Law Schools Ask Farmers to Reduce Bovine Gaseous Emissions

Proposal suggests solutions to limiting greenhouse gases in agriculture

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    NEWSLETTERS

    Gary K
    Happy cows come from California, where they are warming the planet thanks to extreme flatulence.

    The environmental law leaders at the University of California at Berkeley and the University of California at Los Angeles want the state's farmers to cut back on cow farts.

    Okay, to put it more delicately:

    Dairy farmers can reduce methane emissions by altering feeding practices, improving animals’ diet to enhance digestion, and lengthening the productive life of dairy cows to generate fewer emissions per unit of milk produced.

    It's all part of a report on how the agriculture industry, which could face the worst of the effects of global climate change including droughts and changes to the growing season, could curb its greenhouse gas emissions.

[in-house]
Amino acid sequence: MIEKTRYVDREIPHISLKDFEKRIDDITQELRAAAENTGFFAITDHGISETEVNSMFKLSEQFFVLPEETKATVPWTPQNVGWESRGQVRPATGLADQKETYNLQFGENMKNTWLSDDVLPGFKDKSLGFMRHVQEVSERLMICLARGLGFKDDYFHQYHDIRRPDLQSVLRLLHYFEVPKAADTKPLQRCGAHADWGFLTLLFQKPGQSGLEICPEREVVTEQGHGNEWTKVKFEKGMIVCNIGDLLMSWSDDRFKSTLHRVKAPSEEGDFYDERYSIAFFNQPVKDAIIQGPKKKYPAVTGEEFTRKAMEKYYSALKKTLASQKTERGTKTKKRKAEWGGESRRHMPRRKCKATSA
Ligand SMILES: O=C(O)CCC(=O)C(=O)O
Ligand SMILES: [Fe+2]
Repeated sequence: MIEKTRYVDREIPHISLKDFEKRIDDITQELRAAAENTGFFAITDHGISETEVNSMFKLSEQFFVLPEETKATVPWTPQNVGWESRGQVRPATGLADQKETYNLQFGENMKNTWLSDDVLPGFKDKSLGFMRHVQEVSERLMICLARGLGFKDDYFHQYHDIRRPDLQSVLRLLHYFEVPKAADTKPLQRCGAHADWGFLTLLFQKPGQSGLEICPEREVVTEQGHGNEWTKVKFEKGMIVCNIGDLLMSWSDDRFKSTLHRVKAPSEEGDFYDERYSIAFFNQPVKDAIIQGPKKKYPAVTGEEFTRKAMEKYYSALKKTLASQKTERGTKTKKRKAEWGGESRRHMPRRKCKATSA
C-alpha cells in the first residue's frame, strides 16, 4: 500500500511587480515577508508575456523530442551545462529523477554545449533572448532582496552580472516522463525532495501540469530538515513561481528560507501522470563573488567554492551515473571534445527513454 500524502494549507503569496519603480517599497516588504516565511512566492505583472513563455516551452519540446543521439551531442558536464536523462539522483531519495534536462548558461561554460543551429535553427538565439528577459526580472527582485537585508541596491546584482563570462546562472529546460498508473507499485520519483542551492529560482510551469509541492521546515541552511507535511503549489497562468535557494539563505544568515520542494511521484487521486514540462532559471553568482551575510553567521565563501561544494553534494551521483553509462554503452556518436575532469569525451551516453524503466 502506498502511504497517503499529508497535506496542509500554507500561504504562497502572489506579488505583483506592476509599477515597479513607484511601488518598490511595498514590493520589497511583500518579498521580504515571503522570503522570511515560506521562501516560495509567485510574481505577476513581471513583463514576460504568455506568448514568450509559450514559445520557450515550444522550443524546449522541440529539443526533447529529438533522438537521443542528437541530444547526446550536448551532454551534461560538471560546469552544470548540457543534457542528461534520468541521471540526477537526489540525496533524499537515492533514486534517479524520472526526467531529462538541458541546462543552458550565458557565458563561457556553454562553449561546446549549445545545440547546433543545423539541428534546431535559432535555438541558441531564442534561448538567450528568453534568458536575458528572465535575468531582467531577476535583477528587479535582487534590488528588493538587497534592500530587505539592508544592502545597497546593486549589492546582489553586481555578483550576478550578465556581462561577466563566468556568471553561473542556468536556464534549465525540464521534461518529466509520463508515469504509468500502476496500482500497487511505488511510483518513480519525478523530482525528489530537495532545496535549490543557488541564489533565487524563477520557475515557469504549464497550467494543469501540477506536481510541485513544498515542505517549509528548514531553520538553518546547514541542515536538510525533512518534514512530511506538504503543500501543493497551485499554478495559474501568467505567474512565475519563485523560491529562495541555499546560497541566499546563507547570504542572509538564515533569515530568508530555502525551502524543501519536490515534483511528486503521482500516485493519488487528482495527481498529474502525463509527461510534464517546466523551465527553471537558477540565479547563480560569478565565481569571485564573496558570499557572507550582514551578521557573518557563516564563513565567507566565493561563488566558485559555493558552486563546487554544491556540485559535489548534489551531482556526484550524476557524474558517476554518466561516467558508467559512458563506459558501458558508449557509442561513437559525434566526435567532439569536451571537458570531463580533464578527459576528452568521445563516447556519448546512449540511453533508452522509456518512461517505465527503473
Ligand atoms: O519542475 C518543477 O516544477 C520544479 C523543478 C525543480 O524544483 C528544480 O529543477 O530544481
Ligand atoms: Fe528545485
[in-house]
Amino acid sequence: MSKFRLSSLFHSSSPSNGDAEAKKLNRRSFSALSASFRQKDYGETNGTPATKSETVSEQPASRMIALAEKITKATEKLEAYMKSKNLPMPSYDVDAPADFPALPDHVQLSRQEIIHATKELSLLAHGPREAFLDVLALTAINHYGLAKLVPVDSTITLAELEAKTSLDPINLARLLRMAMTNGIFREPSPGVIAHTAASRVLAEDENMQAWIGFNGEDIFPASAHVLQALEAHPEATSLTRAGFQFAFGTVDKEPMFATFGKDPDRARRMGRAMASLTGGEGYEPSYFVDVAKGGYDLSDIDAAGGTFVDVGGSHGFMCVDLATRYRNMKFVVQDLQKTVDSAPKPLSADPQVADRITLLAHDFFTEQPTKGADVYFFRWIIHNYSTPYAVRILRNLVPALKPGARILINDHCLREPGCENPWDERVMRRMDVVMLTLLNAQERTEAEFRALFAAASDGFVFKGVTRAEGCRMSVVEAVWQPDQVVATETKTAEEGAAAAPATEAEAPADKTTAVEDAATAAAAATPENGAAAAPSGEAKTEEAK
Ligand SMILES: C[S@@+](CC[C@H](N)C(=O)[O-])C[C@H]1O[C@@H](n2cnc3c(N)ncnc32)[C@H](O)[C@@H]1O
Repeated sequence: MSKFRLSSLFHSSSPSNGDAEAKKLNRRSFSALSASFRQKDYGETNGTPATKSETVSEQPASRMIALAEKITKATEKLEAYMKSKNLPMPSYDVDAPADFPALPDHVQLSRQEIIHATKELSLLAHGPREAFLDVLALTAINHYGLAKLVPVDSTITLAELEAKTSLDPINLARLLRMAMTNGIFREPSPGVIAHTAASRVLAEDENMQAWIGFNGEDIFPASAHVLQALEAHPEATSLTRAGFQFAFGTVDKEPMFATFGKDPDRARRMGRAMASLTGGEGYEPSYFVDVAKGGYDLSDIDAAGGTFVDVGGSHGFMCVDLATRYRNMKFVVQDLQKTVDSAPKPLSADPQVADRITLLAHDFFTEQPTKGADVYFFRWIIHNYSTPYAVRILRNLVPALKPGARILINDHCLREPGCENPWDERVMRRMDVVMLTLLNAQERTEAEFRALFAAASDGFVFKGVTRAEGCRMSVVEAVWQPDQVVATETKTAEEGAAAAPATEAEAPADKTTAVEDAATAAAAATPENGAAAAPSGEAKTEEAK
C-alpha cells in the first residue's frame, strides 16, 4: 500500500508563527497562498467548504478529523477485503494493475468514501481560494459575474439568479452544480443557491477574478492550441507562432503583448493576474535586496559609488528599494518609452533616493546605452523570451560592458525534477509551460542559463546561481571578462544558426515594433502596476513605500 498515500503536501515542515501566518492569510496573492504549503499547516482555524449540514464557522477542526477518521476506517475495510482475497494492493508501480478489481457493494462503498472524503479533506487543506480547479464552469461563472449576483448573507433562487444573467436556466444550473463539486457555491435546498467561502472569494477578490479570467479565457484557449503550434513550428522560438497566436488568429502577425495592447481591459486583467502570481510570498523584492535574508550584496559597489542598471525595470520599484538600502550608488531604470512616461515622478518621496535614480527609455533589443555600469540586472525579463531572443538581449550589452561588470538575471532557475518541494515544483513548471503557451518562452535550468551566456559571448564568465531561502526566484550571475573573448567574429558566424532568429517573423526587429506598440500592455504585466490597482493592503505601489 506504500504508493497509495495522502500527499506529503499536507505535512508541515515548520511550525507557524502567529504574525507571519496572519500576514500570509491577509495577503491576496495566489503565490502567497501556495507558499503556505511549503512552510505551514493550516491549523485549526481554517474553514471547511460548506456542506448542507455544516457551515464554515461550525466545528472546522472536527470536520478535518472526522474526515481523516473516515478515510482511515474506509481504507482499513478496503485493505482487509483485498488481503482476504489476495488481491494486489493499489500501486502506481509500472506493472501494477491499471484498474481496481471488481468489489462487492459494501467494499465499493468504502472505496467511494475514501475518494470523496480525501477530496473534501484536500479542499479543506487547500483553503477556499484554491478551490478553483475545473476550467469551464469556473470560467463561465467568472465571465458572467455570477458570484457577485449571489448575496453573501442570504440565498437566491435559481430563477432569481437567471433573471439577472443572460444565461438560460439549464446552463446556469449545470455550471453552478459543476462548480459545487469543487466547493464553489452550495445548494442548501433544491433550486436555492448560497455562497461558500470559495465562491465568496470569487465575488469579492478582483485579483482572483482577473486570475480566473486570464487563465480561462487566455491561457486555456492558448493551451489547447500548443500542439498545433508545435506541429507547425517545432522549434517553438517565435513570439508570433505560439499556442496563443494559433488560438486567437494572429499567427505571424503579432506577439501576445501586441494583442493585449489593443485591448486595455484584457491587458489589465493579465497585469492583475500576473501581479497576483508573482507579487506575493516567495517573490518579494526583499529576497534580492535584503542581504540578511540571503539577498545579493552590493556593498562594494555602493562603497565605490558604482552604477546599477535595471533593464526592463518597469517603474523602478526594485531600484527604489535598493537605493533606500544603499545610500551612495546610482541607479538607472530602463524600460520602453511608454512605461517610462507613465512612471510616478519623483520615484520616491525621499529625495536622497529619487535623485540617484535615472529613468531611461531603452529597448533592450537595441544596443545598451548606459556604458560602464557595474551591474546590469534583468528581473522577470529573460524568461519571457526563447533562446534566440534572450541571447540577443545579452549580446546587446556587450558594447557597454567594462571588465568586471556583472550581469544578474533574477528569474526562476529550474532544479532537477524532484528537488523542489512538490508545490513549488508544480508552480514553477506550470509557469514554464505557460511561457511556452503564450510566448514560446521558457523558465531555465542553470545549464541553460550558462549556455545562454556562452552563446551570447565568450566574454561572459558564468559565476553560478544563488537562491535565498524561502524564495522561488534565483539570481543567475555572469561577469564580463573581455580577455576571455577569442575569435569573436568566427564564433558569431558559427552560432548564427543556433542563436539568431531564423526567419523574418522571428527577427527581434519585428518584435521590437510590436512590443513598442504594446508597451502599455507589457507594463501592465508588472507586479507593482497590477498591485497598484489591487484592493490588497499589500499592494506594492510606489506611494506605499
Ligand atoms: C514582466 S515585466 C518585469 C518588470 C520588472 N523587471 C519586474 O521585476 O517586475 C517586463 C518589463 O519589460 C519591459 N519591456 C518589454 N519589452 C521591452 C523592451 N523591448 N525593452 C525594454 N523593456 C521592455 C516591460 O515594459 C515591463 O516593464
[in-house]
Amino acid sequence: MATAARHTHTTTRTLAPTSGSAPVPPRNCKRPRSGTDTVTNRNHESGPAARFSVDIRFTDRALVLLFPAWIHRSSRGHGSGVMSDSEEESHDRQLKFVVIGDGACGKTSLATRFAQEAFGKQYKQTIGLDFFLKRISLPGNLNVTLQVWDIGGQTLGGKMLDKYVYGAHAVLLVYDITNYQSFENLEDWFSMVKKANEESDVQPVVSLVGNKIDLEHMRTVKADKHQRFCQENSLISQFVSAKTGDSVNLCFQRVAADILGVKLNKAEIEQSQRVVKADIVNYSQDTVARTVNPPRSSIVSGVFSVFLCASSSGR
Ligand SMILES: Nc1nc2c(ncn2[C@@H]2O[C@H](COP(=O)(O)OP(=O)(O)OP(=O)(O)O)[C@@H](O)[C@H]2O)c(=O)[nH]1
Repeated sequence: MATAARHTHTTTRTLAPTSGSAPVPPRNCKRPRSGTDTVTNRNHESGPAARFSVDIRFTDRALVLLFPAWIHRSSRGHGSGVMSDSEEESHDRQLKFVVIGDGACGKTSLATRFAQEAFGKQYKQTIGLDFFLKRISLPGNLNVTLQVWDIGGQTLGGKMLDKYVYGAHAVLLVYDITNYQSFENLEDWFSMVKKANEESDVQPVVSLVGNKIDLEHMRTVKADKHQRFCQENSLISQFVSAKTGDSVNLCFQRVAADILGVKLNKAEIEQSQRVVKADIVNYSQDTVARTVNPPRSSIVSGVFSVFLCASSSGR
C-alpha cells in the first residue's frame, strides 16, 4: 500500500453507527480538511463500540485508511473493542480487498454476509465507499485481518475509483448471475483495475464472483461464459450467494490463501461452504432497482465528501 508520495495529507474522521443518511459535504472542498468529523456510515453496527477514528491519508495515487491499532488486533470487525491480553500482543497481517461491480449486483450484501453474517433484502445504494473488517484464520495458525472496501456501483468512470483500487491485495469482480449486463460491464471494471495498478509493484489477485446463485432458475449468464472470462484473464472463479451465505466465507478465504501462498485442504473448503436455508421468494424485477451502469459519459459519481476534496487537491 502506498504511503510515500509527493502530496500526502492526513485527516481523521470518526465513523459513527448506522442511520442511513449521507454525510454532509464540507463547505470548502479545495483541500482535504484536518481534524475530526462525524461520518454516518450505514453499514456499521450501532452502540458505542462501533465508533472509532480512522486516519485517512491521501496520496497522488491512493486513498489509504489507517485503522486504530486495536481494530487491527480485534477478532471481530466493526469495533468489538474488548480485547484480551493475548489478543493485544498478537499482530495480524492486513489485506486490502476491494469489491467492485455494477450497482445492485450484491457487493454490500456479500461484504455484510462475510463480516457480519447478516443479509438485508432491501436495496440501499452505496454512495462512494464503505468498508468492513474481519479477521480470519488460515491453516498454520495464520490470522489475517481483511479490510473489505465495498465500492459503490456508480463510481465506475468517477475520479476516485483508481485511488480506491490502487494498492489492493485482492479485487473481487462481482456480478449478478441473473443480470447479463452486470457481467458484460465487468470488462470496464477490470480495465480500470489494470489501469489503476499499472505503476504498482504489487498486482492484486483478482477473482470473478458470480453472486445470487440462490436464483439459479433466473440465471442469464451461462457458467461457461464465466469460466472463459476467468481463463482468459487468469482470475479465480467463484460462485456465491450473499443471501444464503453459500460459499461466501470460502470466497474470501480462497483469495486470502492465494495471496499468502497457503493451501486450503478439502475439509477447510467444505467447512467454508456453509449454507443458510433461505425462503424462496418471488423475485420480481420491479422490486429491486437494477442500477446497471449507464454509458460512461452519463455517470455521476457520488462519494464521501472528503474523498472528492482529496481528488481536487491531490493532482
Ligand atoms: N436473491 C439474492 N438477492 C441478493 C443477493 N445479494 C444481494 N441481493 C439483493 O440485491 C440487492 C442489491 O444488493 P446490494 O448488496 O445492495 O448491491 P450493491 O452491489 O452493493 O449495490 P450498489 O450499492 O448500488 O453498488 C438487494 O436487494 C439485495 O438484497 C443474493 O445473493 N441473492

Cows produce significant amounts of methane, which is six times more powerful a greenhouse gas than carbon dioxide.

    The other problem is nitrous oxide, which accounts for up to six percent of the heating effect of atmospheric gas, and the amounts related to agriculture could be significantly underestimated -- hence, the report asks that farmers also look for ways to reduce the use of nitrogen-based fertilizers.

    The report proposes that businesses work with state and federal regulators to identify and amend farming practice regulations and educate farmers about ways to reduce both methane and nitrous oxide emissions from industrial farming.

    Photo by Chad K.

    Jackson West is exploring new ways to reduce his own methane production.